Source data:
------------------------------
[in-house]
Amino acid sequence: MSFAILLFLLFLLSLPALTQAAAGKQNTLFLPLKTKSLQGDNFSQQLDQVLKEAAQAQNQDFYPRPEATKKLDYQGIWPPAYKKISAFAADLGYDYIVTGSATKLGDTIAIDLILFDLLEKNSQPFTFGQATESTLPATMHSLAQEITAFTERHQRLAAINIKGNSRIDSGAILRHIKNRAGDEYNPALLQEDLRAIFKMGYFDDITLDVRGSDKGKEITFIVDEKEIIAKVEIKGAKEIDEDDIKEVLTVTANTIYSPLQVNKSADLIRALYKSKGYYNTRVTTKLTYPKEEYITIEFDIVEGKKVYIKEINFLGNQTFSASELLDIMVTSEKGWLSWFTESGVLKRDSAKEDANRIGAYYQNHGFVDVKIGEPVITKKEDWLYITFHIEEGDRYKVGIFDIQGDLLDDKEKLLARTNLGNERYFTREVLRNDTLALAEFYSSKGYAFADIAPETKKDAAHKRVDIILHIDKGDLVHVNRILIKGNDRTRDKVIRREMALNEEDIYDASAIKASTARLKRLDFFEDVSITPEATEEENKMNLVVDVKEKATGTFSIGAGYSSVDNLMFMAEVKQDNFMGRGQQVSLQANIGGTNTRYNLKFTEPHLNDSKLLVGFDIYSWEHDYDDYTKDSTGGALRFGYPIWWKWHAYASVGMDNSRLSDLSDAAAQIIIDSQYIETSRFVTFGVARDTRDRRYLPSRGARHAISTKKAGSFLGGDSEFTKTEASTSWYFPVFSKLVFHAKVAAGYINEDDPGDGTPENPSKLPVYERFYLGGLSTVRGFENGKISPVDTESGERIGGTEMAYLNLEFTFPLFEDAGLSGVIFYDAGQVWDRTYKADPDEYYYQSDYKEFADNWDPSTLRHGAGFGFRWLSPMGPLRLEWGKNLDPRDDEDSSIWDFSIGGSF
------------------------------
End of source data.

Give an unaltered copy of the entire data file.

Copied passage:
[in-house]
Amino acid sequence: MSFAILLFLLFLLSLPALTQAAAGKQNTLFLPLKTKSLQGDNFSQQLDQVLKEAAQAQNQDFYPRPEATKKLDYQGIWPPAYKKISAFAADLGYDYIVTGSATKLGDTIAIDLILFDLLEKNSQPFTFGQATESTLPATMHSLAQEITAFTERHQRLAAINIKGNSRIDSGAILRHIKNRAGDEYNPALLQEDLRAIFKMGYFDDITLDVRGSDKGKEITFIVDEKEIIAKVEIKGAKEIDEDDIKEVLTVTANTIYSPLQVNKSADLIRALYKSKGYYNTRVTTKLTYPKEEYITIEFDIVEGKKVYIKEINFLGNQTFSASELLDIMVTSEKGWLSWFTESGVLKRDSAKEDANRIGAYYQNHGFVDVKIGEPVITKKEDWLYITFHIEEGDRYKVGIFDIQGDLLDDKEKLLARTNLGNERYFTREVLRNDTLALAEFYSSKGYAFADIAPETKKDAAHKRVDIILHIDKGDLVHVNRILIKGNDRTRDKVIRREMALNEEDIYDASAIKASTARLKRLDFFEDVSITPEATEEENKMNLVVDVKEKATGTFSIGAGYSSVDNLMFMAEVKQDNFMGRGQQVSLQANIGGTNTRYNLKFTEPHLNDSKLLVGFDIYSWEHDYDDYTKDSTGGALRFGYPIWWKWHAYASVGMDNSRLSDLSDAAAQIIIDSQYIETSRFVTFGVARDTRDRRYLPSRGARHAISTKKAGSFLGGDSEFTKTEASTSWYFPVFSKLVFHAKVAAGYINEDDPGDGTPENPSKLPVYERFYLGGLSTVRGFENGKISPVDTESGERIGGTEMAYLNLEFTFPLFEDAGLSGVIFYDAGQVWDRTYKADPDEYYYQSDYKEFADNWDPSTLRHGAGFGFRWLSPMGPLRLEWGKNLDPRDDEDSSIWDFSIGGSF